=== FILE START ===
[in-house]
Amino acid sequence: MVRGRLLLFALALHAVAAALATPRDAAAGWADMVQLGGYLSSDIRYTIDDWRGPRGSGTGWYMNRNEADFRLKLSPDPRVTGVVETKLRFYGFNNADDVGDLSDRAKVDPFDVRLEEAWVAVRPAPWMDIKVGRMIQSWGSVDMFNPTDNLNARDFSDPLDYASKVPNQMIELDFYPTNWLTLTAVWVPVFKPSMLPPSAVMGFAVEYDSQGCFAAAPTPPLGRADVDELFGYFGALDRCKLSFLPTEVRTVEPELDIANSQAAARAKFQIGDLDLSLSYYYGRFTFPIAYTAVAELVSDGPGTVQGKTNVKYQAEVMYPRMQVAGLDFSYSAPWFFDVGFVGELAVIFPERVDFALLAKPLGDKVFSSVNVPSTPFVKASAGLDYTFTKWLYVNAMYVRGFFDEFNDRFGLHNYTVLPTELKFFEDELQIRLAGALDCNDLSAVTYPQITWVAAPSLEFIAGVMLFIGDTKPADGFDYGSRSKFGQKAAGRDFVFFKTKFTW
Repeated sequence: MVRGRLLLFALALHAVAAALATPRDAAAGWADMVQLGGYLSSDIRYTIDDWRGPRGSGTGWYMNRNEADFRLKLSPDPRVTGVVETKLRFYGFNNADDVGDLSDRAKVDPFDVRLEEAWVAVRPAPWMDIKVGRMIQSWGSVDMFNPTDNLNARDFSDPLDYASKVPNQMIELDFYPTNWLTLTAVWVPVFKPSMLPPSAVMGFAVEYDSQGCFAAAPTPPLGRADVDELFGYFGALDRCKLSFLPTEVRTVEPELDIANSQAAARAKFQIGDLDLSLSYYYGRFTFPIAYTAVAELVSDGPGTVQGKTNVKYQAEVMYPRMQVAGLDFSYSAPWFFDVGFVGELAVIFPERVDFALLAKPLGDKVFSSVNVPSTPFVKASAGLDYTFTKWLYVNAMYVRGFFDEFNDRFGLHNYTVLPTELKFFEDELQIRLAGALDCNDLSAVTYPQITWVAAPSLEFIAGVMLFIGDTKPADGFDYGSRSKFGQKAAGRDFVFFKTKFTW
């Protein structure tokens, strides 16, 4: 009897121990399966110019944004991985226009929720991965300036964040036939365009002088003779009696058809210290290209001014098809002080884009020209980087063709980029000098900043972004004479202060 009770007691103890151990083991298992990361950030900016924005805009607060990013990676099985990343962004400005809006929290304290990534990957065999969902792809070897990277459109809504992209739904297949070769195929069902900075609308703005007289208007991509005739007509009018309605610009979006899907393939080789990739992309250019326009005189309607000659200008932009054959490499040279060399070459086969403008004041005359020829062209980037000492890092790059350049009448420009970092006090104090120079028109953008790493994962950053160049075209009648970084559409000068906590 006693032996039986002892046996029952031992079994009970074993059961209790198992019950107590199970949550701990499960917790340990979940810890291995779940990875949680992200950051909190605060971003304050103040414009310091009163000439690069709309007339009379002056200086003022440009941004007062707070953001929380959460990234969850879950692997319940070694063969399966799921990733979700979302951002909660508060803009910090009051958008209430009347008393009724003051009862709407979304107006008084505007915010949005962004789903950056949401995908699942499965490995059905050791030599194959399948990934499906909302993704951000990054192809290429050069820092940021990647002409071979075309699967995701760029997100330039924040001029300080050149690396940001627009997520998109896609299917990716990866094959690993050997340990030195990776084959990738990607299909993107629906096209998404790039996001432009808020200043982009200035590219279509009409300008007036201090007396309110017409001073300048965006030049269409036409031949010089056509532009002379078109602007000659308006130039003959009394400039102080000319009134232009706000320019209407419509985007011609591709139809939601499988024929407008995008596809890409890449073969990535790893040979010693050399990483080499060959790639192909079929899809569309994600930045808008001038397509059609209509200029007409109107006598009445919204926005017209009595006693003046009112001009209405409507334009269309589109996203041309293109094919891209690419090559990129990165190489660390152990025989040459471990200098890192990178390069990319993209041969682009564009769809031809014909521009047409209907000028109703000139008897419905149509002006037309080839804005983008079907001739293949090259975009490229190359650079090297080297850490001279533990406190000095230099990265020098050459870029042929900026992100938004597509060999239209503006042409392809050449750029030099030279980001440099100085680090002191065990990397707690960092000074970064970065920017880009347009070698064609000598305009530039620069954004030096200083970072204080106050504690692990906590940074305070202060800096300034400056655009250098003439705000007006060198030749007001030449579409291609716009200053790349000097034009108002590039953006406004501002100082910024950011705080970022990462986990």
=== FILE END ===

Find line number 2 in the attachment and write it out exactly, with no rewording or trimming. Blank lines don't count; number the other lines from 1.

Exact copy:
Amino acid sequence: MVRGRLLLFALALHAVAAALATPRDAAAGWADMVQLGGYLSSDIRYTIDDWRGPRGSGTGWYMNRNEADFRLKLSPDPRVTGVVETKLRFYGFNNADDVGDLSDRAKVDPFDVRLEEAWVAVRPAPWMDIKVGRMIQSWGSVDMFNPTDNLNARDFSDPLDYASKVPNQMIELDFYPTNWLTLTAVWVPVFKPSMLPPSAVMGFAVEYDSQGCFAAAPTPPLGRADVDELFGYFGALDRCKLSFLPTEVRTVEPELDIANSQAAARAKFQIGDLDLSLSYYYGRFTFPIAYTAVAELVSDGPGTVQGKTNVKYQAEVMYPRMQVAGLDFSYSAPWFFDVGFVGELAVIFPERVDFALLAKPLGDKVFSSVNVPSTPFVKASAGLDYTFTKWLYVNAMYVRGFFDEFNDRFGLHNYTVLPTELKFFEDELQIRLAGALDCNDLSAVTYPQITWVAAPSLEFIAGVMLFIGDTKPADGFDYGSRSKFGQKAAGRDFVFFKTKFTW